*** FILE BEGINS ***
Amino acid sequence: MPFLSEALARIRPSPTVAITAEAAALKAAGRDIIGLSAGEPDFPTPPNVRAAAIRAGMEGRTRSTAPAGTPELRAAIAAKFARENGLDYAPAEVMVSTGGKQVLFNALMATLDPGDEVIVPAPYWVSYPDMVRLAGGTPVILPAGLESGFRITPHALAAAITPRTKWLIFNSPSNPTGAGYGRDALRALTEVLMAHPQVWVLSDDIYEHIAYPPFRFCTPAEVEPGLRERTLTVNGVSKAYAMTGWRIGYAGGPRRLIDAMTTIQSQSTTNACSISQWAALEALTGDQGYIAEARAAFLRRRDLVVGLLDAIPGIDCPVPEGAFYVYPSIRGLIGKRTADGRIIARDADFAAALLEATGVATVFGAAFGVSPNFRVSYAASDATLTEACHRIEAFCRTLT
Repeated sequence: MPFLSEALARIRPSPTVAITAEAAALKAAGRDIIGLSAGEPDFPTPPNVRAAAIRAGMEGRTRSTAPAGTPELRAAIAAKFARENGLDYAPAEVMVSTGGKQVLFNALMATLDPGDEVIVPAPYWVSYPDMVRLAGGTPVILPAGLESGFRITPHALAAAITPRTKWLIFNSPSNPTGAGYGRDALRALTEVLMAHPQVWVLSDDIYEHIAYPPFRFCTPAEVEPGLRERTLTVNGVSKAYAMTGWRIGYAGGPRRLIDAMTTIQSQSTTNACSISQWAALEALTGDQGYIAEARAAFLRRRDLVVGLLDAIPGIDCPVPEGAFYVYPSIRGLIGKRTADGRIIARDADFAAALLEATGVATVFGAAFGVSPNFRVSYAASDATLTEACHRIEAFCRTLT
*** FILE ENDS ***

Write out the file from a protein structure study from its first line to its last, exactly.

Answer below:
Amino acid sequence: MPFLSEALARIRPSPTVAITAEAAALKAAGRDIIGLSAGEPDFPTPPNVRAAAIRAGMEGRTRSTAPAGTPELRAAIAAKFARENGLDYAPAEVMVSTGGKQVLFNALMATLDPGDEVIVPAPYWVSYPDMVRLAGGTPVILPAGLESGFRITPHALAAAITPRTKWLIFNSPSNPTGAGYGRDALRALTEVLMAHPQVWVLSDDIYEHIAYPPFRFCTPAEVEPGLRERTLTVNGVSKAYAMTGWRIGYAGGPRRLIDAMTTIQSQSTTNACSISQWAALEALTGDQGYIAEARAAFLRRRDLVVGLLDAIPGIDCPVPEGAFYVYPSIRGLIGKRTADGRIIARDADFAAALLEATGVATVFGAAFGVSPNFRVSYAASDATLTEACHRIEAFCRTLT
Repeated sequence: MPFLSEALARIRPSPTVAITAEAAALKAAGRDIIGLSAGEPDFPTPPNVRAAAIRAGMEGRTRSTAPAGTPELRAAIAAKFARENGLDYAPAEVMVSTGGKQVLFNALMATLDPGDEVIVPAPYWVSYPDMVRLAGGTPVILPAGLESGFRITPHALAAAITPRTKWLIFNSPSNPTGAGYGRDALRALTEVLMAHPQVWVLSDDIYEHIAYPPFRFCTPAEVEPGLRERTLTVNGVSKAYAMTGWRIGYAGGPRRLIDAMTTIQSQSTTNACSISQWAALEALTGDQGYIAEARAAFLRRRDLVVGLLDAIPGIDCPVPEGAFYVYPSIRGLIGKRTADGRIIARDADFAAALLEATGVATVFGAAFGVSPNFRVSYAASDATLTEACHRIEAFCRTLT